Vacationer's palate craves everything under the sun BEACH EATS

August 10, 1994|By Tim Warren | Tim Warren,Sun Staff Writer

Ocean City -- So here I was, having a Sunday breakfast of a thick chocolate milkshake and some fried chicken. It wasn't enough, so I had a Polish sausage topped with chili. The boardwalk fries smelled delicious, but I had just finished a big bucket of them the night before.

So I bought a basket of fried shrimp. They held me -- for a while. Then it was time for the fudge.

I was on the Ocean City boardwalk. It was the middle of the summer and I was doing what every right-thinking vacationer down at the ocean does -- eating myself sick. And for a whole weekend.

Up and down the boardwalk, you could see people in all sizes, all shapes, gobbling the most egregious sort of junk food as if they had just been freed from a year on the grapefruit-and-coffee diet. Rich stuff. Sweet stuff. Impossibly heavy, greasy, just-open-the-veins-and-pour-in-the-fat food.

To wit: Pasty-faced office wonks plunking down 6 bucks for a huge tub of Thrasher's boardwalk fries. For 51 weeks, these are the guys who order only soup for lunch and skip dressing on salads. But with the sun shining hot on their bare skin and the salt air perking up their appetites, they stood in line for a half-hour so they could stuff down pounds of carbohydrate-filled, fat-laden, salt-heavy fries. With vinegar.

I could understand, for I love the beach, and I love the food that comes with it: the pit-beef sandwiches, the boardwalk fries, the ice cream and the fudge and sausage-and-peppers subs. On our honeymoon in England, my wife and I stayed the first night in Brighton, a terrific seaside resort. We had no sooner checked into the hotel than I was down at the pier, hunting for some fish and chips.

While in Los Angeles recently, I had a Saturday night to myself. I could have eaten almost anywhere in that fabulous restaurant town, tried almost any kind of food. I drove down to the Santa Monica Pier. I watched the sun set over the ocean -- a pleasant novelty for an East Coast person -- while polishing off fish and chips, then fried shrimp, at a modest joint on the pier. I finished the night with a corn dog.

Nutritionists may scream and diet doctors may despair, but beach goers seem to regard unabashed gorging as both a right and a rite. With the waves crashing and the morning fog burning off over the ocean and the masses beginning to swell boardwalks from Ocean City to Rehoboth, who wouldn't want a slice of pepperoni pizza from Ponzetti's or Louie's, a cheeseburger from Alaska Stand or a freshly deep-fried funnel cake from Auntie Anne's? You might even be tempted to try something truly awful that you thought you'd never eat -- blue cotton candy, or frozen bananas dipped in chocolate.

Eating to excess

That's why I decided to make last month's trip a weekend of fabulous excess. Usually I limit the intake of nasty stuff because the body invariably suffers. But this time, for two days, from morning to night, I'd eat only the junkiest of the junk.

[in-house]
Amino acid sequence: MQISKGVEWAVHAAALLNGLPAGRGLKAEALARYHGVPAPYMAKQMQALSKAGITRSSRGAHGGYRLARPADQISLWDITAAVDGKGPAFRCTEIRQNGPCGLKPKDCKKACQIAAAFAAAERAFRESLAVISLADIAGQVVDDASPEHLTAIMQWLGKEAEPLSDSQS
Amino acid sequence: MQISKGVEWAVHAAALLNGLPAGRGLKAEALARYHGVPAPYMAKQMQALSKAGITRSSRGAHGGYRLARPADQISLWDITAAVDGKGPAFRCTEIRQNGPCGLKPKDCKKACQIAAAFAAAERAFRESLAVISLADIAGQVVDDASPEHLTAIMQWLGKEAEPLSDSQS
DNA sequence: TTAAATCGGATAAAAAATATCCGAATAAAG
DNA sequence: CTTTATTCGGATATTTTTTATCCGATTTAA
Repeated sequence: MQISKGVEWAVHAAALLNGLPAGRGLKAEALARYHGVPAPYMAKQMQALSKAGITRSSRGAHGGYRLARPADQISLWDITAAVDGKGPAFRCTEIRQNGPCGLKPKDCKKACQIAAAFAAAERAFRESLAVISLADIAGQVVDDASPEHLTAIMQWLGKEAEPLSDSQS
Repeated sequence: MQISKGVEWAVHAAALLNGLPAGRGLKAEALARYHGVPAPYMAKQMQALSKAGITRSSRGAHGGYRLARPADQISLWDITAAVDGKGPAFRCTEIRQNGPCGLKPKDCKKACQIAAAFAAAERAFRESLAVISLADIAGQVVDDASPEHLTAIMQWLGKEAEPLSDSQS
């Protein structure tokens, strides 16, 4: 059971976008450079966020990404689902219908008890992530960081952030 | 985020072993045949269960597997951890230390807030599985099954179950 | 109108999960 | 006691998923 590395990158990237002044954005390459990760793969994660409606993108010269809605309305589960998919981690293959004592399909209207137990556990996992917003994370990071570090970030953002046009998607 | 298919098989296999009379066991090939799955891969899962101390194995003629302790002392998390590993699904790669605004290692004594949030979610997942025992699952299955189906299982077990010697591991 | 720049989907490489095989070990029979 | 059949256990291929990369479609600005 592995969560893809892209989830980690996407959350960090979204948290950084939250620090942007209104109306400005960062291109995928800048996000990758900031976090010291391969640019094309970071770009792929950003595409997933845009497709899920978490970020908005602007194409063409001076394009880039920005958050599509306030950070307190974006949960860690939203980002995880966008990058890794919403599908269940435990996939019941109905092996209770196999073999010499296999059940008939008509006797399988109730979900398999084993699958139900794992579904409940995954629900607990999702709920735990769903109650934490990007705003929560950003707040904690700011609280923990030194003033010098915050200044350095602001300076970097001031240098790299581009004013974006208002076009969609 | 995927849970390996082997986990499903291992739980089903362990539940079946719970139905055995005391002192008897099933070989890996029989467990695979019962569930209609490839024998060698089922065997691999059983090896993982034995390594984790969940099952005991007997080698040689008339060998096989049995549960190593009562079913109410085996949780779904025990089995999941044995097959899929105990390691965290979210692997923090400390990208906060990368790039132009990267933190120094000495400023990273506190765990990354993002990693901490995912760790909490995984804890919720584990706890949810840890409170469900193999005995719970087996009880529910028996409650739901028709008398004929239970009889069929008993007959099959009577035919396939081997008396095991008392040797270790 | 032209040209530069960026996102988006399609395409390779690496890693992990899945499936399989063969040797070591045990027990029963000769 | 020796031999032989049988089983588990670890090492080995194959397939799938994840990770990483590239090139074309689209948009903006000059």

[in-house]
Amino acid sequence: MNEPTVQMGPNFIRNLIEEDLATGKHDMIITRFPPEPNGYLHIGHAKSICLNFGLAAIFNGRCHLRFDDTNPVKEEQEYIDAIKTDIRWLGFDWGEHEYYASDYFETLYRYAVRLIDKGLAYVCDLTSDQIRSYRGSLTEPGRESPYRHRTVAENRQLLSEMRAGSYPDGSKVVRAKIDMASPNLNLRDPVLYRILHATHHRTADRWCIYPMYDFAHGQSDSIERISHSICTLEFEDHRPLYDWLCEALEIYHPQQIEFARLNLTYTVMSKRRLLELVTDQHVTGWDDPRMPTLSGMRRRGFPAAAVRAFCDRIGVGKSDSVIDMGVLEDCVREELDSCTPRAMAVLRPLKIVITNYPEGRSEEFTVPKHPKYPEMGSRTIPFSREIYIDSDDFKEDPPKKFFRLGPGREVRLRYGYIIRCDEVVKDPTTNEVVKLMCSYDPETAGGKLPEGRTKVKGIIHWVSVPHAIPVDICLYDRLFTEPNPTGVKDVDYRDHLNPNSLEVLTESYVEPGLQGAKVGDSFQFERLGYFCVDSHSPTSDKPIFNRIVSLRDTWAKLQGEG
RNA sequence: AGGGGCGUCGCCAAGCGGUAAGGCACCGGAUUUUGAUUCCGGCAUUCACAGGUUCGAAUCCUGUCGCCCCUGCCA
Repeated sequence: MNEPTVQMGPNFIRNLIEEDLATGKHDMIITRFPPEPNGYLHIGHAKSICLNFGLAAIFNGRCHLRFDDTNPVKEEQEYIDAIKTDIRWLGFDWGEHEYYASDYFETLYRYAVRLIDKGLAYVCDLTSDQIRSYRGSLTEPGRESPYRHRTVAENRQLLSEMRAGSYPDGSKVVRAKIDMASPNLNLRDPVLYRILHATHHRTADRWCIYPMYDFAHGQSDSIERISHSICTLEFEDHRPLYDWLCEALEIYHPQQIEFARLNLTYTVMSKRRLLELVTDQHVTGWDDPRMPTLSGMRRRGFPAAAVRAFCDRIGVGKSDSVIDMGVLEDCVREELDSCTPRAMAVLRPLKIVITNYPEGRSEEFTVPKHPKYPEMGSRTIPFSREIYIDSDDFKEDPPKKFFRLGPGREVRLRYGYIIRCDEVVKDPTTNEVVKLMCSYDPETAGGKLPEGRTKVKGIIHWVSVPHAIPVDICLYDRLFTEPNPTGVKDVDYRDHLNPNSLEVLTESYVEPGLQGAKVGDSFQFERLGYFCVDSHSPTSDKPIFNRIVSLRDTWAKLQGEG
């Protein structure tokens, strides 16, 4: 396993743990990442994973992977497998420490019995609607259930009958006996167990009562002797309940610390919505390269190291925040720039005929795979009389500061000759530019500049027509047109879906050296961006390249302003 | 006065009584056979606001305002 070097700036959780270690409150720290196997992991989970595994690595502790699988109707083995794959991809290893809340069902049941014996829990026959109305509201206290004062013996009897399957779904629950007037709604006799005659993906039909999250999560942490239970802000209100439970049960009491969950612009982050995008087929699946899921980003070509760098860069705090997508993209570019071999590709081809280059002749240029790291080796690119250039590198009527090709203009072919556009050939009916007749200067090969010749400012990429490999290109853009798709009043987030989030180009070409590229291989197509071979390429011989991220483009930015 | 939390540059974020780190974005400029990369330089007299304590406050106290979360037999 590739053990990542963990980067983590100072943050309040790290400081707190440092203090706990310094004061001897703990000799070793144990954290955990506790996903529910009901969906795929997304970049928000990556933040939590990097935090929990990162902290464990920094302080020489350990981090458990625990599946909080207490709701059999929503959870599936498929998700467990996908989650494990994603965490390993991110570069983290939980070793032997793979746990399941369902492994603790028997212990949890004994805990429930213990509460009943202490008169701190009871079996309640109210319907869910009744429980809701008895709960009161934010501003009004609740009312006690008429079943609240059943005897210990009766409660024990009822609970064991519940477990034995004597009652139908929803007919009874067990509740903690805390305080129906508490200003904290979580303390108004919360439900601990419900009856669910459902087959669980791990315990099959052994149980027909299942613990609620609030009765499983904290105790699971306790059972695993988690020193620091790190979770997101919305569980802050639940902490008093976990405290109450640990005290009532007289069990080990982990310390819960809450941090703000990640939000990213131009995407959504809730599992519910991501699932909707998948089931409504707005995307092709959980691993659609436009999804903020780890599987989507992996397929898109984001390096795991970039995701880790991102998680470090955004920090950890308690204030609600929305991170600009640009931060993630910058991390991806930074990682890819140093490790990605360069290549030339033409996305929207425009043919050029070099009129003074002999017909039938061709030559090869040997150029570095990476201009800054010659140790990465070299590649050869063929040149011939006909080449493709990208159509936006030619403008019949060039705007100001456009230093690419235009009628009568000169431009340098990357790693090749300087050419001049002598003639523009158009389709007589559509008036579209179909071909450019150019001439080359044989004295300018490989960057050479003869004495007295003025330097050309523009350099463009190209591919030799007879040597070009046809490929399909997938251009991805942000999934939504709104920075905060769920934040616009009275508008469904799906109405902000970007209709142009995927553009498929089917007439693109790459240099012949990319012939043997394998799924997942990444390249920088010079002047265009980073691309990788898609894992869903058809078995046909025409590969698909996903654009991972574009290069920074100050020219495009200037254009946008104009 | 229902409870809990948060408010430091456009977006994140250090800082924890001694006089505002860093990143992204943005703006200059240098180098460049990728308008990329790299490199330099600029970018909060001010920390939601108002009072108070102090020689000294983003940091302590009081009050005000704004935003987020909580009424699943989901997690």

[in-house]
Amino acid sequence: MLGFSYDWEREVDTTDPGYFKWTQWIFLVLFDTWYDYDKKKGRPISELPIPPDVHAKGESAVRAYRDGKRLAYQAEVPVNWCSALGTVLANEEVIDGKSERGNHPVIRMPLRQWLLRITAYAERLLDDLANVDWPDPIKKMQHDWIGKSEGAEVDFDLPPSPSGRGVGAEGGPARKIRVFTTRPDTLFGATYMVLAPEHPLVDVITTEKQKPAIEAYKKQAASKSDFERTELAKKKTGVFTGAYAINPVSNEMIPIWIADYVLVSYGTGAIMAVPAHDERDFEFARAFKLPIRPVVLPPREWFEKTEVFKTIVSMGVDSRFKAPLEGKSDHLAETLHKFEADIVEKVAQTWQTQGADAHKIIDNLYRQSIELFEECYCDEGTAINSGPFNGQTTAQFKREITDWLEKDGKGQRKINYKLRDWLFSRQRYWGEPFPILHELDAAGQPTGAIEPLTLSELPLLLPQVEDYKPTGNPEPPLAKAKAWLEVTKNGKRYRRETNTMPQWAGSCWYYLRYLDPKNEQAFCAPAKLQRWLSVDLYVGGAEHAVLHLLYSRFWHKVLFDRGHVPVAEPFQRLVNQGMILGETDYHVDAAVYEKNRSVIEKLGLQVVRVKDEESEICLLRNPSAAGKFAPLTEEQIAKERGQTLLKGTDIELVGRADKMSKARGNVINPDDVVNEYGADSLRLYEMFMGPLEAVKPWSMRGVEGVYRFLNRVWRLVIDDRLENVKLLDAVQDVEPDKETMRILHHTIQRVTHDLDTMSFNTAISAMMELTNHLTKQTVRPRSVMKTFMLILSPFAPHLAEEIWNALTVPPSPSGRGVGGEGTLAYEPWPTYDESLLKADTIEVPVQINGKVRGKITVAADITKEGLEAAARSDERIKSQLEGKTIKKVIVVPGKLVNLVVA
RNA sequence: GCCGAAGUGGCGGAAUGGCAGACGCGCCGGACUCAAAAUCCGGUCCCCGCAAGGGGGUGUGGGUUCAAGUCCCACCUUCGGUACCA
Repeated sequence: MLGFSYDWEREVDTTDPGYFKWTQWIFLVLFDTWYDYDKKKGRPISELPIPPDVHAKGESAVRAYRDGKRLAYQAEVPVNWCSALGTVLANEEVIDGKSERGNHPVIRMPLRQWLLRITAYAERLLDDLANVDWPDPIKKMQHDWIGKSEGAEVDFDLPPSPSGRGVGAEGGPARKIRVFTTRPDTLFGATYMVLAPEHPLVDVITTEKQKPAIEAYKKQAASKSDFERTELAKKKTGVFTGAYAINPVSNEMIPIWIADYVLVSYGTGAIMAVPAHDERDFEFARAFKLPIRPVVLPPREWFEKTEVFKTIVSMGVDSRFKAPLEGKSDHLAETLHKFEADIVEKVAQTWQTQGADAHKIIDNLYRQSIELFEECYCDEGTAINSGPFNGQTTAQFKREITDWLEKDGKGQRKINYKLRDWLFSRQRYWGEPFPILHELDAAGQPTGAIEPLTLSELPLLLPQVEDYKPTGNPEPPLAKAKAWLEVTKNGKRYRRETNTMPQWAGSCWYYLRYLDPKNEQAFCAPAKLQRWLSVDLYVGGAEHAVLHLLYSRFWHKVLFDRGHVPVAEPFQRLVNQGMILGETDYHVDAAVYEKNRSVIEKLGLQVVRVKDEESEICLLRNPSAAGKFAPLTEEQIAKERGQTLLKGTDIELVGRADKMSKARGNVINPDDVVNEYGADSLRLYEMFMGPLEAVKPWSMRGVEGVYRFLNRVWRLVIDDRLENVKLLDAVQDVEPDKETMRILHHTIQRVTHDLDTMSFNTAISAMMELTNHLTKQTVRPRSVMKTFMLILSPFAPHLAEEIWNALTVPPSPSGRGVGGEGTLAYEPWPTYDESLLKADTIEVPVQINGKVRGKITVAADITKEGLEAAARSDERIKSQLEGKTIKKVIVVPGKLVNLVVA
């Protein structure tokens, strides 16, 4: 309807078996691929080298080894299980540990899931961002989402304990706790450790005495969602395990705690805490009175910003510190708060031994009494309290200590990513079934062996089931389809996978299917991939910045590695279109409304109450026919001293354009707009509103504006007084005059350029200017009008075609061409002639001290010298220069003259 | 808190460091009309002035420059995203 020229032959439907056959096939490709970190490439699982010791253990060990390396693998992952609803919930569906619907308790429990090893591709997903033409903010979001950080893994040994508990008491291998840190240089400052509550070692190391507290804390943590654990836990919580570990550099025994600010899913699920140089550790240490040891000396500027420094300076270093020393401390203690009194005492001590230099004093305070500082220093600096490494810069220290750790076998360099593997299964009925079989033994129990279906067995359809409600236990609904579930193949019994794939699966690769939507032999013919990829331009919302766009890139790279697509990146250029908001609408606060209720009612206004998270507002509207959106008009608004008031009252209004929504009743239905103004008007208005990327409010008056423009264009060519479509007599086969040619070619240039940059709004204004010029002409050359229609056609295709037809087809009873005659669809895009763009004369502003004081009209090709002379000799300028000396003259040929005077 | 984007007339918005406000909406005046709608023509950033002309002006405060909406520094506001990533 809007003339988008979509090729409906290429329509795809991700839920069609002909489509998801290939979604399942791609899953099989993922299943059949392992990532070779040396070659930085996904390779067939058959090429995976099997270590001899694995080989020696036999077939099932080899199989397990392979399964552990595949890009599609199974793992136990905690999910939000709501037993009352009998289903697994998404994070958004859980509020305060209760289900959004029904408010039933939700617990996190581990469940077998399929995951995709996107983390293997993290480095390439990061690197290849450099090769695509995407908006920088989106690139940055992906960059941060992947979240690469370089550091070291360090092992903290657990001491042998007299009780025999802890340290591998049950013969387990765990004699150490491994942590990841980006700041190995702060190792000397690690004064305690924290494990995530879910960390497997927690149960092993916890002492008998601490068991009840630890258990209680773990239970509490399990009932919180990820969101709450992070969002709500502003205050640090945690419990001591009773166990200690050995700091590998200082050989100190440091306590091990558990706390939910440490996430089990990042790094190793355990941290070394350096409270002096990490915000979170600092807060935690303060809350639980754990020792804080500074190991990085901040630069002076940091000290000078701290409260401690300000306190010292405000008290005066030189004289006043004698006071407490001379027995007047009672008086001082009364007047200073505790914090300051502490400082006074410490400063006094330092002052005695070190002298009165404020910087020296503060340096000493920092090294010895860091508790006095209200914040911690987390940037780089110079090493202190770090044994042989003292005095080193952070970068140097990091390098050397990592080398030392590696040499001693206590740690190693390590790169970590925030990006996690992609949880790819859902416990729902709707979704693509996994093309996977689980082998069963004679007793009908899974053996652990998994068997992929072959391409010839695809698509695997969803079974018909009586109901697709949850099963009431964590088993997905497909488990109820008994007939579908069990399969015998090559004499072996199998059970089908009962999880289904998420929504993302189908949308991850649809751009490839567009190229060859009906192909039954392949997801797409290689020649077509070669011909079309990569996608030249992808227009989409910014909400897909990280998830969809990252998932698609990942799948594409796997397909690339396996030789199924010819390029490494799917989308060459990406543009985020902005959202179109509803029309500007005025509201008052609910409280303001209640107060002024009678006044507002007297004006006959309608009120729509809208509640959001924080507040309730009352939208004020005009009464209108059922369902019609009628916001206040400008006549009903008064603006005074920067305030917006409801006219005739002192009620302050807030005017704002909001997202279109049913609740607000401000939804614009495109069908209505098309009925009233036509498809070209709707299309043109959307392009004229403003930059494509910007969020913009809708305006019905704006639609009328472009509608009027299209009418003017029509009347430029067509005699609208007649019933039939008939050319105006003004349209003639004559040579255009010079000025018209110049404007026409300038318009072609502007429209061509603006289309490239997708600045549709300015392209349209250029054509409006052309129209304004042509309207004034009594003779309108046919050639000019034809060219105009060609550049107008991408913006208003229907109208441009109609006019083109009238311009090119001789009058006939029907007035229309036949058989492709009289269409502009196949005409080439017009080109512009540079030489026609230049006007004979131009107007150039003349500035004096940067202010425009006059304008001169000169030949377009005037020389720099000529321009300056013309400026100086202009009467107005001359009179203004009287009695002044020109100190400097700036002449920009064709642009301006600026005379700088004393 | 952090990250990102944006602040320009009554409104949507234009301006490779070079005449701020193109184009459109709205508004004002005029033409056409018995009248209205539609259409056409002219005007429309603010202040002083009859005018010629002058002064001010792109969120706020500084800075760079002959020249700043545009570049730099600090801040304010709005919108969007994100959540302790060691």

There were skeptics in all corners.

"Don't forget the Maalox," a co-worker advised.

My wife, Lettie, spent many summers at the Jersey shore and also appreciates beach food, but she was concerned. "Nobody eats just junk food at the beach," she protested.

"Teen-agers," I answered. "They live that way all summer long. I can do it for a couple of days."

Certain rules had to be established. Hemingway maintained that the true big-game hunter must do as much of the stalking as possible, and not leave it all for the high-priced guide; one lives by a rigid moral code, he maintained. For the Ultimate Beach Food Weekend, I devised my own unyielding standards:

* No eating at big-name franchises. You can go to McDonald's or Pizza Hut any time. This is the occasion to sample the fare so unique to the Maryland-Delaware beach experience: boardwalk fries from Thrasher's and other establishments, the frozen custard from Kohr Bros., the pit-beef sandwiches from Bull on the Beef, the chocolate shakes from Dumser's Dairyland, the seafood from Hooper's Crab House. These places define beach living. Anybody who eats a Big Mac when he could have a thick, gooey Philadelphia-style cheese steak from Comero's in Dewey Beach has no couth.

No knives or forks allowed

* Only carryout food was acceptable. Ocean City must have a million all-you-can-eat buffet restaurants -- do people in this city ever stop chowing down? -- but true beach food should be carried away and eaten by hand. If you use a knife and fork, you're cheating.

* Nothing healthy was permitted. If you're going to loosen culinary standards at the beach, then let 'em really go. That leads to the most important, the most sacrosanct rule:

* No vegetables.

My wife gamely went along with the restrictions. On Saturday, we started at Dewey Beach and continued south on Route 1, grazing as we went. She helped me eat a Comero's cheesesteak (very good!) and cross-cut fries in Dewey; then we had dessert at Moss Wagner's Boss Ice Cream Scene in Bethany Beach.

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